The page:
When we compare these sutra passages that I have just quoted with those of the Lotus Sutra that describe it as the greatest among the sutras the Buddha “has preached, now preaches, and will preach,” and deal with the six difficult and nine easy acts, the latter stand out like the bright moon beside the stars, or Mount Sumeru beside the other eight mountain ranges that surround it. And yet Ch’eng-kuan of the Kegon school, Tz’u-en of the Hosso school, Chia-hsiang of the Three Treatises school, and Kōbō of the True Word school, all men who were believed to possess the Buddha eye, did not understand the above passages of the Lotus Sutra. How then could the ordinary scholars of this time, who appear to be quite blind, be expected to judge the difference between the Lotus Sutra and the other sutras. This difference is as plain as black and white, or Mount Sumeru side by side with a mustard seed, yet these men go astray. It is hardly surprising, therefore, that they are also confused by principles that are as elusive as air. Unless one can perceive the relative profundity of the various writings, one cannot judge the worth of the principles they reveal.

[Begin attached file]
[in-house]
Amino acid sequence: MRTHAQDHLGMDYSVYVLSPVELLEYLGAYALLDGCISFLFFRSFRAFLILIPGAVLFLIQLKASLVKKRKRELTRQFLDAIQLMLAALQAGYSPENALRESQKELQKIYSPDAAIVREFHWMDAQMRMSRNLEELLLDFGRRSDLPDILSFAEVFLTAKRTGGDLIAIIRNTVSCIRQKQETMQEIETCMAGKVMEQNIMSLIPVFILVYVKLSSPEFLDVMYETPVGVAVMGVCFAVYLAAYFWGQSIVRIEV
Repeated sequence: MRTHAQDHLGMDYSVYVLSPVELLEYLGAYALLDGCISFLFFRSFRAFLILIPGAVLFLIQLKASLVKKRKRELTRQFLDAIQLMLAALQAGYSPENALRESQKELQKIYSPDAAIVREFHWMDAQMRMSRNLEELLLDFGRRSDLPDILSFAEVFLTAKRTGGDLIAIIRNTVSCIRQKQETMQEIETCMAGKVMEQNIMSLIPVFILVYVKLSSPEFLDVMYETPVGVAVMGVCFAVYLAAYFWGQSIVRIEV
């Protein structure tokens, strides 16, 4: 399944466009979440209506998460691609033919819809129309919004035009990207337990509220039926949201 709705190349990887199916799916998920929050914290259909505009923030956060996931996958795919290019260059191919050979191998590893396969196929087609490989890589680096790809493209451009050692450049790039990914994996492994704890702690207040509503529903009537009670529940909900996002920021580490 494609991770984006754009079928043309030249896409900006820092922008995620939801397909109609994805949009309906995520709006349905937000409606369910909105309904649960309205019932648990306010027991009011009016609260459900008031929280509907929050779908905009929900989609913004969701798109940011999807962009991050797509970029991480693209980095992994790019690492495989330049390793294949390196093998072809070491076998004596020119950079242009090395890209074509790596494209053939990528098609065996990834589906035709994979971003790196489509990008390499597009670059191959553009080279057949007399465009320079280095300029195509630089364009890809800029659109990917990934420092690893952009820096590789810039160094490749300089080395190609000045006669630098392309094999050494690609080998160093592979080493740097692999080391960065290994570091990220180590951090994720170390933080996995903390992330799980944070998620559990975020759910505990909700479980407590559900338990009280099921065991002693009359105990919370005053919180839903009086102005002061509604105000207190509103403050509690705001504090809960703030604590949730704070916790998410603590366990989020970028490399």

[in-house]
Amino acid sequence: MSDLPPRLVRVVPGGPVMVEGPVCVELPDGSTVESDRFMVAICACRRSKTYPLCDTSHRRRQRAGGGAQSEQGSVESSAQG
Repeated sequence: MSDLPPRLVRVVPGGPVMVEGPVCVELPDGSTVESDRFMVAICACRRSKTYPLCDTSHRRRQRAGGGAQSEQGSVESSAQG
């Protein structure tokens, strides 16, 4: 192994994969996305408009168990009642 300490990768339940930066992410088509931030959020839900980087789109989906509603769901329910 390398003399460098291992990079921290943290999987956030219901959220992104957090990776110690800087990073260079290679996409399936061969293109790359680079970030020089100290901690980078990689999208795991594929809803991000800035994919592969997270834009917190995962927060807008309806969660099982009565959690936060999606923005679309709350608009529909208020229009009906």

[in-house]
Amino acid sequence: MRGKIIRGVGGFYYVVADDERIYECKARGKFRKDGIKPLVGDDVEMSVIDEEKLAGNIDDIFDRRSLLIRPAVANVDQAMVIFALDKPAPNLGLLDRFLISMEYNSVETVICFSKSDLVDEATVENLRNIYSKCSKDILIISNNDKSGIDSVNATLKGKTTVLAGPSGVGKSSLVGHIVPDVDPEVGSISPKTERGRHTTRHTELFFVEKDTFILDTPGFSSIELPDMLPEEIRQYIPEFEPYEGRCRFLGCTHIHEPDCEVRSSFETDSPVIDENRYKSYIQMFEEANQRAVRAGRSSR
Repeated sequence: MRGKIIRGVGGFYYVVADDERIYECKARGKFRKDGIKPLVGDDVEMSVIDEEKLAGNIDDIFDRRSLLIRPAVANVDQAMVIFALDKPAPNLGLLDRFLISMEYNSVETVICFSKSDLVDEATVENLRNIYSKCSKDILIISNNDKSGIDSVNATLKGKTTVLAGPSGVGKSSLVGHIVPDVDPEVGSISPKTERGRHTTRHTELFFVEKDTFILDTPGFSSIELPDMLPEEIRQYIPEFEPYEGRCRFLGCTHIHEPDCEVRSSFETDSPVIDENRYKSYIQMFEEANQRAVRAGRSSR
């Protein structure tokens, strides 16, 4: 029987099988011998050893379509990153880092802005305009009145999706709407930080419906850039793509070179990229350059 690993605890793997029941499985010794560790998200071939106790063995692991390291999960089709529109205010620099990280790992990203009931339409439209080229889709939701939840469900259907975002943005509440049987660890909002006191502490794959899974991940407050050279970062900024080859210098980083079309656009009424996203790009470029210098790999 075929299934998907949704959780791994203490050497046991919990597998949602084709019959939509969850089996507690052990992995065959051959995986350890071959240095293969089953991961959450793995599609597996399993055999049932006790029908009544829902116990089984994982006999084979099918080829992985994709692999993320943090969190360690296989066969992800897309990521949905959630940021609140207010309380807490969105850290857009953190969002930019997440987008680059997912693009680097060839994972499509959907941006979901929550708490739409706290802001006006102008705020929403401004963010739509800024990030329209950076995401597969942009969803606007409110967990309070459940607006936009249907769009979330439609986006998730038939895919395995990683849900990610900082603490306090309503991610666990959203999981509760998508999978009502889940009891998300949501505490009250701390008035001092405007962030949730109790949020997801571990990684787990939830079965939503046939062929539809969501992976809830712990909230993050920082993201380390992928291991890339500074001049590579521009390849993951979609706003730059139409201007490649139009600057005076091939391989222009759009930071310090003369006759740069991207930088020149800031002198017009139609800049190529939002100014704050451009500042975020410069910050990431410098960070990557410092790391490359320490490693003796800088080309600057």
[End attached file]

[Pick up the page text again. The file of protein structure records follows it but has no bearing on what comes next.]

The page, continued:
The passages from the eight sutras quoted above appear in separate volumes and are out of sequence in terms of their relative depth. Since this makes it difficult to discern the worth of the various teachings, I will explain these sentences to help the ignorant understand.

When it comes to kings, there are great kings and petty kings, and in any matter whatsoever, there are parts and there is the whole. We have talked about the five flavors of milk, but we must understand when this simile is being applied to Buddhist teachings as a whole and when it is being applied to one part of those teachings.